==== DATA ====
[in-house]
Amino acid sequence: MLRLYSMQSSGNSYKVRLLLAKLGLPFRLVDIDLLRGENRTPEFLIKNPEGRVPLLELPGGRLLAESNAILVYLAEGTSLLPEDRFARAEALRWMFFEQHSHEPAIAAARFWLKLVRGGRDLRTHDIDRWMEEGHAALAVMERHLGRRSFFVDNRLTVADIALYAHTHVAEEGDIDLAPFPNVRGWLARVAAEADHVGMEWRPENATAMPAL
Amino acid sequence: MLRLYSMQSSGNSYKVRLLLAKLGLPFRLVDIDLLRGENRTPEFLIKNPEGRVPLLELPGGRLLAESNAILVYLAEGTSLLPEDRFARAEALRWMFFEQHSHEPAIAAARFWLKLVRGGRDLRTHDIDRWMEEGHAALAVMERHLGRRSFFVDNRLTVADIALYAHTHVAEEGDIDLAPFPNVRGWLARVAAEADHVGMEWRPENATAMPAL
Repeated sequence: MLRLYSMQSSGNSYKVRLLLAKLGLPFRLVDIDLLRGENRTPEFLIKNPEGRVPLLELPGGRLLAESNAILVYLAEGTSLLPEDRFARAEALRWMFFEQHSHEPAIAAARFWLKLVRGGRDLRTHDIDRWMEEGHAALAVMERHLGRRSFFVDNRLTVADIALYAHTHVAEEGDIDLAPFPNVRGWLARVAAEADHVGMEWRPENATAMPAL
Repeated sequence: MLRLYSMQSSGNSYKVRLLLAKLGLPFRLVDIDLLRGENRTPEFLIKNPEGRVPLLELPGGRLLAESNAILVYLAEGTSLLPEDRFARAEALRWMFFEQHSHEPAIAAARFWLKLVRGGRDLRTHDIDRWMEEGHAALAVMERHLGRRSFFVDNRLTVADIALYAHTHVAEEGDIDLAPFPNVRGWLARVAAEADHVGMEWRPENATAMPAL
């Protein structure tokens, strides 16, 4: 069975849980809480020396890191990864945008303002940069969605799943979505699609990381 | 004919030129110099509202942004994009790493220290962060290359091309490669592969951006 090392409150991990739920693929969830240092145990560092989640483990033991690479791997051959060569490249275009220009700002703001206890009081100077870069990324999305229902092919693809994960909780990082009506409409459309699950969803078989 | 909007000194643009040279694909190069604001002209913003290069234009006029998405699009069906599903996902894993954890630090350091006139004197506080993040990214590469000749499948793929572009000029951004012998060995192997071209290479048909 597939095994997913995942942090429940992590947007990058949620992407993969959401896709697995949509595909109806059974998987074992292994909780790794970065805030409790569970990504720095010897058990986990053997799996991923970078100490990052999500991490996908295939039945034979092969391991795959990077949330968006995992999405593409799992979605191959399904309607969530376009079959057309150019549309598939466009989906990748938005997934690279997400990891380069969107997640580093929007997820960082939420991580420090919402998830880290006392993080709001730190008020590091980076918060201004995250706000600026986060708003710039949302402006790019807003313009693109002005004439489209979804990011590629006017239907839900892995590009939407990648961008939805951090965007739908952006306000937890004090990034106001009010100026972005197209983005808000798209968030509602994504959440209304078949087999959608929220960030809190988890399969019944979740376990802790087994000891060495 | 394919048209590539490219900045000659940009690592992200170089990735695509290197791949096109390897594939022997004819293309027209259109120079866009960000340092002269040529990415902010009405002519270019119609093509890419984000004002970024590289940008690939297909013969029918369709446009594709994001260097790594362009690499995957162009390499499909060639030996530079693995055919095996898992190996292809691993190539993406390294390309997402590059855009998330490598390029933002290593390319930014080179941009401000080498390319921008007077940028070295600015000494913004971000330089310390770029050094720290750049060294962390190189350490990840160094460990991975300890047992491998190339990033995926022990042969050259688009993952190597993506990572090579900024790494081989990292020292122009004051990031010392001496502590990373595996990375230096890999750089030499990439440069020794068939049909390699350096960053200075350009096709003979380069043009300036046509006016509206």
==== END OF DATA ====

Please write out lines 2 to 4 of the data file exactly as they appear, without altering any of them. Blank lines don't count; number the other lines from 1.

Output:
Amino acid sequence: MLRLYSMQSSGNSYKVRLLLAKLGLPFRLVDIDLLRGENRTPEFLIKNPEGRVPLLELPGGRLLAESNAILVYLAEGTSLLPEDRFARAEALRWMFFEQHSHEPAIAAARFWLKLVRGGRDLRTHDIDRWMEEGHAALAVMERHLGRRSFFVDNRLTVADIALYAHTHVAEEGDIDLAPFPNVRGWLARVAAEADHVGMEWRPENATAMPAL
Amino acid sequence: MLRLYSMQSSGNSYKVRLLLAKLGLPFRLVDIDLLRGENRTPEFLIKNPEGRVPLLELPGGRLLAESNAILVYLAEGTSLLPEDRFARAEALRWMFFEQHSHEPAIAAARFWLKLVRGGRDLRTHDIDRWMEEGHAALAVMERHLGRRSFFVDNRLTVADIALYAHTHVAEEGDIDLAPFPNVRGWLARVAAEADHVGMEWRPENATAMPAL
Repeated sequence: MLRLYSMQSSGNSYKVRLLLAKLGLPFRLVDIDLLRGENRTPEFLIKNPEGRVPLLELPGGRLLAESNAILVYLAEGTSLLPEDRFARAEALRWMFFEQHSHEPAIAAARFWLKLVRGGRDLRTHDIDRWMEEGHAALAVMERHLGRRSFFVDNRLTVADIALYAHTHVAEEGDIDLAPFPNVRGWLARVAAEADHVGMEWRPENATAMPAL